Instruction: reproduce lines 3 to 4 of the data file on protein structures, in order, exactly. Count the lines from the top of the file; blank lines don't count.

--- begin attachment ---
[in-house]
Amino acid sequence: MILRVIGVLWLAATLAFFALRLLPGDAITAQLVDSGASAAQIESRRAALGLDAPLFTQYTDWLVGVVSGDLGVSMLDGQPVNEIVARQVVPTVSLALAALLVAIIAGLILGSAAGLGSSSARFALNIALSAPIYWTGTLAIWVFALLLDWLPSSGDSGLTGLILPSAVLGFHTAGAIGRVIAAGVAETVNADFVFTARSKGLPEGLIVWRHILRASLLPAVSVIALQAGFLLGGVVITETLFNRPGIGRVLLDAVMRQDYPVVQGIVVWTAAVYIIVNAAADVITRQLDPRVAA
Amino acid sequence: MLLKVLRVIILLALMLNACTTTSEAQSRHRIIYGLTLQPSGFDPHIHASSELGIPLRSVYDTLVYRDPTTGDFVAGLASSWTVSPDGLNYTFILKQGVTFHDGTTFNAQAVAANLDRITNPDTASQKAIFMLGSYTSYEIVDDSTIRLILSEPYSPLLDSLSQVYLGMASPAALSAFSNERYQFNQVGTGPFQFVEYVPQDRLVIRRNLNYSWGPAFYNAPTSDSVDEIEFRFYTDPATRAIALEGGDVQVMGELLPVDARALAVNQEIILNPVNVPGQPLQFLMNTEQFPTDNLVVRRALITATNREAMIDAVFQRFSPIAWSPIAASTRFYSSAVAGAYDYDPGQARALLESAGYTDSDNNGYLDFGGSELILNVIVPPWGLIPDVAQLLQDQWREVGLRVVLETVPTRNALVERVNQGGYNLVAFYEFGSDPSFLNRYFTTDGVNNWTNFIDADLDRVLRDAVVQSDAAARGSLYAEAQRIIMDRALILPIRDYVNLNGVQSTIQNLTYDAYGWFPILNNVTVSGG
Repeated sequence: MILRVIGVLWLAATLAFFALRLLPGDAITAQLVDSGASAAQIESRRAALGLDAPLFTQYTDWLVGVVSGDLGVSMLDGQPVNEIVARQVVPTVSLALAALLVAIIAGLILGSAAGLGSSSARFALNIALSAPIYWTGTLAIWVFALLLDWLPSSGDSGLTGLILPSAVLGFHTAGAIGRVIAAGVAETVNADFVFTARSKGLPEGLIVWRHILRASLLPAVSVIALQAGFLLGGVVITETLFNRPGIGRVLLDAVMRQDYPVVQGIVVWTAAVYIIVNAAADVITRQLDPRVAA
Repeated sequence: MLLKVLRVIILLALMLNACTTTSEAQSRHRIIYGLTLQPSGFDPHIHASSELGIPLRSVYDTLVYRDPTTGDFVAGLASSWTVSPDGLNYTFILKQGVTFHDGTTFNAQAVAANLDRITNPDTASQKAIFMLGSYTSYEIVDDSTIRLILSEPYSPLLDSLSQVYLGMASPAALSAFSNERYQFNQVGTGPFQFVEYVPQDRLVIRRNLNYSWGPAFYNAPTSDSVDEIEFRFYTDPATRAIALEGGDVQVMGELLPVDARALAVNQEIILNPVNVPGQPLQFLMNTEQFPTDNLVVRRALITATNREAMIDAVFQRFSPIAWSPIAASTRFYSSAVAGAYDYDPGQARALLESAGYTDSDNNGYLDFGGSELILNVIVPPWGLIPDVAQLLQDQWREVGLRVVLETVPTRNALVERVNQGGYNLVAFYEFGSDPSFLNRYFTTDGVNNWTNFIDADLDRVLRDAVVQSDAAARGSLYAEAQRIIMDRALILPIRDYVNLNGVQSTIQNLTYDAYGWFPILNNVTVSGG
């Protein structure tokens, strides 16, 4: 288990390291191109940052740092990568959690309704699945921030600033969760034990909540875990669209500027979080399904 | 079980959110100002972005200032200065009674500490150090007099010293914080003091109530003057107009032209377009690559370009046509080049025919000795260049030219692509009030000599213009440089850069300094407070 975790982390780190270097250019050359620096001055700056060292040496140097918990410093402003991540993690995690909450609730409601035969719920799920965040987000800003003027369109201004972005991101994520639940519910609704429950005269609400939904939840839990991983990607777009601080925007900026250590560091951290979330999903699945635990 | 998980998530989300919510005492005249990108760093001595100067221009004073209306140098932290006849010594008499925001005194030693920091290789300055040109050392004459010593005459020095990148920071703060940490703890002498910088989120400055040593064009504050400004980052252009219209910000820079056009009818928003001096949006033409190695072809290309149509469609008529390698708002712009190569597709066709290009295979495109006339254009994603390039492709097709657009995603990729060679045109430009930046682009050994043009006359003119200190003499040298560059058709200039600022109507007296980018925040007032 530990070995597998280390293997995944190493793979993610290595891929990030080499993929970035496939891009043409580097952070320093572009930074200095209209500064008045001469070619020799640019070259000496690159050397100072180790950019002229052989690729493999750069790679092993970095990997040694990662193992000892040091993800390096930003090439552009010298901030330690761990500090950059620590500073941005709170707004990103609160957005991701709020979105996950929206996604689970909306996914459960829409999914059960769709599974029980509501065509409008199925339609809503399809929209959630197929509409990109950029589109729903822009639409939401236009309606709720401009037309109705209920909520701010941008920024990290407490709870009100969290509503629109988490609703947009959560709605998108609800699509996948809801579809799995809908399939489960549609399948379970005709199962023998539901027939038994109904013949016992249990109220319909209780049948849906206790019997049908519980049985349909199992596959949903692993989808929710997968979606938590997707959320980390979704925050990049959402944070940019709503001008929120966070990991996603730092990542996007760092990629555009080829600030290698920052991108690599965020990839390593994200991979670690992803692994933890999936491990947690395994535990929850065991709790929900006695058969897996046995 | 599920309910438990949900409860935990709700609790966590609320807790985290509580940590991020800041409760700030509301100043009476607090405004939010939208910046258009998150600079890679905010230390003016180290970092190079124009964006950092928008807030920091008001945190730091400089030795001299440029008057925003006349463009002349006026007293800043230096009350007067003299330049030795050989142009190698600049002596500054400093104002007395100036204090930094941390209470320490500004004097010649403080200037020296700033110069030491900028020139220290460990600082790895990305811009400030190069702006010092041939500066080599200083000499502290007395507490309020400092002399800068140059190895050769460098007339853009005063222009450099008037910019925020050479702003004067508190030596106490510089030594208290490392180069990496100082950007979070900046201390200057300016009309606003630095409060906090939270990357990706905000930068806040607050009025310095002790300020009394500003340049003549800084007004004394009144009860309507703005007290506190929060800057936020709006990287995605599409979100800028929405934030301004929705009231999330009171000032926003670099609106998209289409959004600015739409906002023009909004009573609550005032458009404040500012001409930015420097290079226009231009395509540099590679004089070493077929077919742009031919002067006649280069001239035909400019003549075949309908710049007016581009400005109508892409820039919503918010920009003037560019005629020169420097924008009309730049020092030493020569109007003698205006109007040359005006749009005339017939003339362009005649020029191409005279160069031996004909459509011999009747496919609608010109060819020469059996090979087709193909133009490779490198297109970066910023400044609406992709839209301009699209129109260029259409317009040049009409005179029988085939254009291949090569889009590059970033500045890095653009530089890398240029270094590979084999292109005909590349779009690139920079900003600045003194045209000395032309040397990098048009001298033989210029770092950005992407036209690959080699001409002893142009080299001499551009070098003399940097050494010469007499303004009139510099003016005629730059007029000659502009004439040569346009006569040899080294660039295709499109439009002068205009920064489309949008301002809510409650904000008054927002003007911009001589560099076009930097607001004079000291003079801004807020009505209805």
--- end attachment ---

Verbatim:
Amino acid sequence: MLLKVLRVIILLALMLNACTTTSEAQSRHRIIYGLTLQPSGFDPHIHASSELGIPLRSVYDTLVYRDPTTGDFVAGLASSWTVSPDGLNYTFILKQGVTFHDGTTFNAQAVAANLDRITNPDTASQKAIFMLGSYTSYEIVDDSTIRLILSEPYSPLLDSLSQVYLGMASPAALSAFSNERYQFNQVGTGPFQFVEYVPQDRLVIRRNLNYSWGPAFYNAPTSDSVDEIEFRFYTDPATRAIALEGGDVQVMGELLPVDARALAVNQEIILNPVNVPGQPLQFLMNTEQFPTDNLVVRRALITATNREAMIDAVFQRFSPIAWSPIAASTRFYSSAVAGAYDYDPGQARALLESAGYTDSDNNGYLDFGGSELILNVIVPPWGLIPDVAQLLQDQWREVGLRVVLETVPTRNALVERVNQGGYNLVAFYEFGSDPSFLNRYFTTDGVNNWTNFIDADLDRVLRDAVVQSDAAARGSLYAEAQRIIMDRALILPIRDYVNLNGVQSTIQNLTYDAYGWFPILNNVTVSGG
Repeated sequence: MILRVIGVLWLAATLAFFALRLLPGDAITAQLVDSGASAAQIESRRAALGLDAPLFTQYTDWLVGVVSGDLGVSMLDGQPVNEIVARQVVPTVSLALAALLVAIIAGLILGSAAGLGSSSARFALNIALSAPIYWTGTLAIWVFALLLDWLPSSGDSGLTGLILPSAVLGFHTAGAIGRVIAAGVAETVNADFVFTARSKGLPEGLIVWRHILRASLLPAVSVIALQAGFLLGGVVITETLFNRPGIGRVLLDAVMRQDYPVVQGIVVWTAAVYIIVNAAADVITRQLDPRVAA